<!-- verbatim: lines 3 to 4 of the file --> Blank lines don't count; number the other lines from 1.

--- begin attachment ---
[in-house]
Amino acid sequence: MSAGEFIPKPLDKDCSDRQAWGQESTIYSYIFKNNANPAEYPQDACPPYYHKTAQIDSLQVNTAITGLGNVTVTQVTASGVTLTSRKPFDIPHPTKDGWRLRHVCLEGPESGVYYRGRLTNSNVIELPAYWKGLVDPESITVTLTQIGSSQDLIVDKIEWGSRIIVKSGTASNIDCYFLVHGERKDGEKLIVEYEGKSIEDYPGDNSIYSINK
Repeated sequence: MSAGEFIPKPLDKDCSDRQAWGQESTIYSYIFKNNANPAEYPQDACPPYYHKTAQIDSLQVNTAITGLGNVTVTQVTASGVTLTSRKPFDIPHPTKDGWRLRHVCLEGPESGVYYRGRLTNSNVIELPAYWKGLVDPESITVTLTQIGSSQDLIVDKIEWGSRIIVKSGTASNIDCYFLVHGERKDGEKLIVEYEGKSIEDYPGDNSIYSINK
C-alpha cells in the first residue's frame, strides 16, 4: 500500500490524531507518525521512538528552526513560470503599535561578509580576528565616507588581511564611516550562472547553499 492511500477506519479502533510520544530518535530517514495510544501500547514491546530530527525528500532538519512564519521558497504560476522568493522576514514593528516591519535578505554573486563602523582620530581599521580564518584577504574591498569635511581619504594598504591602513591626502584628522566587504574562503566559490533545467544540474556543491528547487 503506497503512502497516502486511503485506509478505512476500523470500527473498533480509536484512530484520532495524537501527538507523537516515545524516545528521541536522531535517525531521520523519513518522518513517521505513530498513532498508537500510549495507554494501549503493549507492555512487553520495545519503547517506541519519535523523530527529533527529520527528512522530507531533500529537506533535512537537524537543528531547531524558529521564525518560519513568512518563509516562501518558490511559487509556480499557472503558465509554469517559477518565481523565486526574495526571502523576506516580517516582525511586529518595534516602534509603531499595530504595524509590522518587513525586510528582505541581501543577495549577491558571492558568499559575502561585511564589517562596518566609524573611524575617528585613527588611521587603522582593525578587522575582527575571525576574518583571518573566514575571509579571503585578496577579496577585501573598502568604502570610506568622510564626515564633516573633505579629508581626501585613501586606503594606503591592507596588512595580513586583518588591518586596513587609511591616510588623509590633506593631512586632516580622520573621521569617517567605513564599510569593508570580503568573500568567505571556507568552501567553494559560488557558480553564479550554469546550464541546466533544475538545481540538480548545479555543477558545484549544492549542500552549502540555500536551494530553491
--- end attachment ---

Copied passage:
Repeated sequence: MSAGEFIPKPLDKDCSDRQAWGQESTIYSYIFKNNANPAEYPQDACPPYYHKTAQIDSLQVNTAITGLGNVTVTQVTASGVTLTSRKPFDIPHPTKDGWRLRHVCLEGPESGVYYRGRLTNSNVIELPAYWKGLVDPESITVTLTQIGSSQDLIVDKIEWGSRIIVKSGTASNIDCYFLVHGERKDGEKLIVEYEGKSIEDYPGDNSIYSINK
C-alpha cells in the first residue's frame, strides 16, 4: 500500500490524531507518525521512538528552526513560470503599535561578509580576528565616507588581511564611516550562472547553499 492511500477506519479502533510520544530518535530517514495510544501500547514491546530530527525528500532538519512564519521558497504560476522568493522576514514593528516591519535578505554573486563602523582620530581599521580564518584577504574591498569635511581619504594598504591602513591626502584628522566587504574562503566559490533545467544540474556543491528547487 503506497503512502497516502486511503485506509478505512476500523470500527473498533480509536484512530484520532495524537501527538507523537516515545524516545528521541536522531535517525531521520523519513518522518513517521505513530498513532498508537500510549495507554494501549503493549507492555512487553520495545519503547517506541519519535523523530527529533527529520527528512522530507531533500529537506533535512537537524537543528531547531524558529521564525518560519513568512518563509516562501518558490511559487509556480499557472503558465509554469517559477518565481523565486526574495526571502523576506516580517516582525511586529518595534516602534509603531499595530504595524509590522518587513525586510528582505541581501543577495549577491558571492558568499559575502561585511564589517562596518566609524573611524575617528585613527588611521587603522582593525578587522575582527575571525576574518583571518573566514575571509579571503585578496577579496577585501573598502568604502570610506568622510564626515564633516573633505579629508581626501585613501586606503594606503591592507596588512595580513586583518588591518586596513587609511591616510588623509590633506593631512586632516580622520573621521569617517567605513564599510569593508570580503568573500568567505571556507568552501567553494559560488557558480553564479550554469546550464541546466533544475538545481540538480548545479555543477558545484549544492549542500552549502540555500536551494530553491